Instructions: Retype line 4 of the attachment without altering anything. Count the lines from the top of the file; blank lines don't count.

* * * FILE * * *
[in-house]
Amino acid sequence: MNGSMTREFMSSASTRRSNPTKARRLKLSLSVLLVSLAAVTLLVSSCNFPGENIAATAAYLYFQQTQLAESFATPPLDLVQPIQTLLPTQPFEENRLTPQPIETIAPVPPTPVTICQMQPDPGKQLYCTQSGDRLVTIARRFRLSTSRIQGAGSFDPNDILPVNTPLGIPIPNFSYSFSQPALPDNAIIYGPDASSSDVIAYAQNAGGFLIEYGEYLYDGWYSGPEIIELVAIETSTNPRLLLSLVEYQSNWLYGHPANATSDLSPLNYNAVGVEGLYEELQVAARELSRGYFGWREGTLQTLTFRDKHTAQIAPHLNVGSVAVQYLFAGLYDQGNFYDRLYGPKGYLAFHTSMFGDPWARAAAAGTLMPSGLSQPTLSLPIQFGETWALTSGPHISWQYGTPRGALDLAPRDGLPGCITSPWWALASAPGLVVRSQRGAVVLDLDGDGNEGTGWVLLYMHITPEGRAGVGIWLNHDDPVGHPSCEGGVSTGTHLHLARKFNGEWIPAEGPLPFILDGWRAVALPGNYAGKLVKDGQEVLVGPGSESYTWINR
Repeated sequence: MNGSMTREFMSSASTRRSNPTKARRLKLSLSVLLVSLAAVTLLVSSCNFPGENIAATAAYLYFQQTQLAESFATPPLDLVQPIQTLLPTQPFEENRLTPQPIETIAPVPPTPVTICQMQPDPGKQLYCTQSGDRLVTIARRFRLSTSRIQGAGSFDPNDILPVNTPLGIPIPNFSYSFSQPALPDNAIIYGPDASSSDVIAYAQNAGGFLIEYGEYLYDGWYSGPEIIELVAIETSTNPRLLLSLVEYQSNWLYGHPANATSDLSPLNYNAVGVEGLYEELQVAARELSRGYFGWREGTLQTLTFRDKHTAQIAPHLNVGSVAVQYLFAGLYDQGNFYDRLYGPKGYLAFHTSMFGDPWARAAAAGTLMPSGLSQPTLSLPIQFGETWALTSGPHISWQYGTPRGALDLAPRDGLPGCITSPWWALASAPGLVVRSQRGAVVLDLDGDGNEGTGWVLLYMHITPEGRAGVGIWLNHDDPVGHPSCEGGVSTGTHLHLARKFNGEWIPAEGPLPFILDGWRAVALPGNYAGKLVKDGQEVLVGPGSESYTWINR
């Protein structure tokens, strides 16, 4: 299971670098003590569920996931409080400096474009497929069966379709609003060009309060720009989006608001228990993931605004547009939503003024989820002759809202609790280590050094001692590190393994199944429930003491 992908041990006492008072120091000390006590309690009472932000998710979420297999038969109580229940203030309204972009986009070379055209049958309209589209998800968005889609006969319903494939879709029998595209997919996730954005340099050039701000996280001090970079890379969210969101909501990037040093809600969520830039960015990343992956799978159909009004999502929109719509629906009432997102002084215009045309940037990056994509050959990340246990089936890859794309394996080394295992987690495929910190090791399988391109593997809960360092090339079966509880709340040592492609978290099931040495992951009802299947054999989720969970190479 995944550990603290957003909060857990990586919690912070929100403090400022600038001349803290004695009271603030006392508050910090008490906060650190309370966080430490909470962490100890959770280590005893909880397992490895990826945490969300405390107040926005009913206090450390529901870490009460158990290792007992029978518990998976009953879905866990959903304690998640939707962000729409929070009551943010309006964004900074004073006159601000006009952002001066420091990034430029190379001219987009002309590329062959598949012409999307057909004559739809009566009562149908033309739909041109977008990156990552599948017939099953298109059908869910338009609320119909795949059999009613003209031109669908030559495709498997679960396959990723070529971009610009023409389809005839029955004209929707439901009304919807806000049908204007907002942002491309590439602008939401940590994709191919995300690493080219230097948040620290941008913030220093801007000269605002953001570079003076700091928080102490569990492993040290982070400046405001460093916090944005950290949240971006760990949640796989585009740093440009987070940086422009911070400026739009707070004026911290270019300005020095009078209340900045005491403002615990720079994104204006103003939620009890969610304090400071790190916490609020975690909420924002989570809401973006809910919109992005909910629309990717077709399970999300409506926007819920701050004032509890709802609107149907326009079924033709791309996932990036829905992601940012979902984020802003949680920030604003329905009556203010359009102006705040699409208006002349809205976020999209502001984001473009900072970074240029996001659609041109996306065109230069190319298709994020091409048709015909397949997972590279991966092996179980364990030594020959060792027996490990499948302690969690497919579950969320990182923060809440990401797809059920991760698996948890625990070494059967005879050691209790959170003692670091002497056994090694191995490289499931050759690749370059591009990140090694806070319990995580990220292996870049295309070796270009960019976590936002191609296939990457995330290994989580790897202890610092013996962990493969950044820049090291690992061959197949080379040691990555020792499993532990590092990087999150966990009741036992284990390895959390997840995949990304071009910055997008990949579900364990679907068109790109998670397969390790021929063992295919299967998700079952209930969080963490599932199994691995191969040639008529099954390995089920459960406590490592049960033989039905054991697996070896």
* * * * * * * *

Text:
């Protein structure tokens, strides 16, 4: 299971670098003590569920996931409080400096474009497929069966379709609003060009309060720009989006608001228990993931605004547009939503003024989820002759809202609790280590050094001692590190393994199944429930003491 992908041990006492008072120091000390006590309690009472932000998710979420297999038969109580229940203030309204972009986009070379055209049958309209589209998800968005889609006969319903494939879709029998595209997919996730954005340099050039701000996280001090970079890379969210969101909501990037040093809600969520830039960015990343992956799978159909009004999502929109719509629906009432997102002084215009045309940037990056994509050959990340246990089936890859794309394996080394295992987690495929910190090791399988391109593997809960360092090339079966509880709340040592492609978290099931040495992951009802299947054999989720969970190479 995944550990603290957003909060857990990586919690912070929100403090400022600038001349803290004695009271603030006392508050910090008490906060650190309370966080430490909470962490100890959770280590005893909880397992490895990826945490969300405390107040926005009913206090450390529901870490009460158990290792007992029978518990998976009953879905866990959903304690998640939707962000729409929070009551943010309006964004900074004073006159601000006009952002001066420091990034430029190379001219987009002309590329062959598949012409999307057909004559739809009566009562149908033309739909041109977008990156990552599948017939099953298109059908869910338009609320119909795949059999009613003209031109669908030559495709498997679960396959990723070529971009610009023409389809005839029955004209929707439901009304919807806000049908204007907002942002491309590439602008939401940590994709191919995300690493080219230097948040620290941008913030220093801007000269605002953001570079003076700091928080102490569990492993040290982070400046405001460093916090944005950290949240971006760990949640796989585009740093440009987070940086422009911070400026739009707070004026911290270019300005020095009078209340900045005491403002615990720079994104204006103003939620009890969610304090400071790190916490609020975690909420924002989570809401973006809910919109992005909910629309990717077709399970999300409506926007819920701050004032509890709802609107149907326009079924033709791309996932990036829905992601940012979902984020802003949680920030604003329905009556203010359009102006705040699409208006002349809205976020999209502001984001473009900072970074240029996001659609041109996306065109230069190319298709994020091409048709015909397949997972590279991966092996179980364990030594020959060792027996490990499948302690969690497919579950969320990182923060809440990401797809059920991760698996948890625990070494059967005879050691209790959170003692670091002497056994090694191995490289499931050759690749370059591009990140090694806070319990995580990220292996870049295309070796270009960019976590936002191609296939990457995330290994989580790897202890610092013996962990493969950044820049090291690992061959197949080379040691990555020792499993532990590092990087999150966990009741036992284990390895959390997840995949990304071009910055997008990949579900364990679907068109790109998670397969390790021929063992295919299967998700079952209930969080963490599932199994691995191969040639008529099954390995089920459960406590490592049960033989039905054991697996070896």